By Amy Bradney-George
February 3, 2010
As confidence in the economic climate grows, debt is on the rise for credit cards users with over $46 billion owed, according to Reserve Bank of Australia figures for November 2009.
With the wide variety of cards available, knowing how to make the best use of a card is important in dealing with debt. Understanding how you use your credit card and what type of cards caters for that use can reduce the chances of serious debt. The easiest place to start is to find out what sort of “card personality” you have and what credit cards will work in your favour when it comes to interest and repayments.
Buy now, pay now
People who use and pay off credit cards regularly benefit from rewards cards that offer incentives to keep up good payment habits. Interest rates for these types of cards start at 17 percent p.a. (at the time of writing) and increase depending on the features of the card.
Another option for swift payers is to consider cards with less interest-free days, which often means a lower rate of interest. A search for “low interest” cards on RateCity will bring up several results, and you can also click on the “free days” tab to organise results based on the number of free days offered.
While spontaneity keeps things interesting, it can also keep you in debt. A credit card that’s kept for emergencies, or times when we see a “must have” item, is fine as long as the card is managed well. When it’s a spur-of-the-moment decision, the reminder to pay off the card is not as strong and debt can pile up quickly.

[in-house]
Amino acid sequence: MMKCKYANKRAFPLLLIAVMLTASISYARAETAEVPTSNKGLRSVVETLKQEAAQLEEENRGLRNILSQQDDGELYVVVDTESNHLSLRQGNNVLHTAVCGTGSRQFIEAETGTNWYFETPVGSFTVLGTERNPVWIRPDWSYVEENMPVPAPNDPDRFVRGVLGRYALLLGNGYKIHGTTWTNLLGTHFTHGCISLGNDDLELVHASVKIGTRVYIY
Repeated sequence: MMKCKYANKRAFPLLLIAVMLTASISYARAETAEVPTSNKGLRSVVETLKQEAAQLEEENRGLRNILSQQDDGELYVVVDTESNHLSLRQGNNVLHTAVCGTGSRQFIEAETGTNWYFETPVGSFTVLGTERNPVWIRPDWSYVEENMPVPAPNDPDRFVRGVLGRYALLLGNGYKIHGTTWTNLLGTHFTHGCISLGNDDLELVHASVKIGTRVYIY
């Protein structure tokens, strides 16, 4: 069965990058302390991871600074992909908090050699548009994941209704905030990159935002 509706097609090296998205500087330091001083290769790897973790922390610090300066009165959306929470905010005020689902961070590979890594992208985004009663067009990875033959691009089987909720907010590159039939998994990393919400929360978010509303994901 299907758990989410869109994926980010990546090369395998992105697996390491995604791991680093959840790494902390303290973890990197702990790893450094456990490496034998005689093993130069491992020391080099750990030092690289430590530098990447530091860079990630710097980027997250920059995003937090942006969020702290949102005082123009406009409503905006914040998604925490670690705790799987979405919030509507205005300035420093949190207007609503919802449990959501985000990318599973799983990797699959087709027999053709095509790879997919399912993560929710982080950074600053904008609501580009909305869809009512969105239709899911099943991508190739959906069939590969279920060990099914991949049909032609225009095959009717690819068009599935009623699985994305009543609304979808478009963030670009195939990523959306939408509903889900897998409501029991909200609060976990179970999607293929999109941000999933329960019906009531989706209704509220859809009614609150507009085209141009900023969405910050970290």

Cards which have longer interest-free periods, such as GE Money’s Myer Visa Card which offers up to 62 days, or several others for up to 55 days including Bankwest, NAB and Aussie, will give spontaneous shoppers a greater window of opportunity to stay debt-free.
Out of control
Once you get into serious debt with your credit card it can be really difficult to get back on track. Just meeting monthly repayments is not enough for indebted people because the balance barely changes, which means being proactive is essential.
Finding a lower interest rate card will help cut down on monthly payments and make it easier to lower the balance consistently. Interest rates currently start at 8.75% p.a. and the majority of low rate cards also have balance transfer options for lower or no interest for a certain period of time.
There are a multitude of different credit cards out there to choose from, and finding features that suit your lifestyle reduces the chances of significant debt. That way the convenience of credit cards will not be surrounded by financial stress.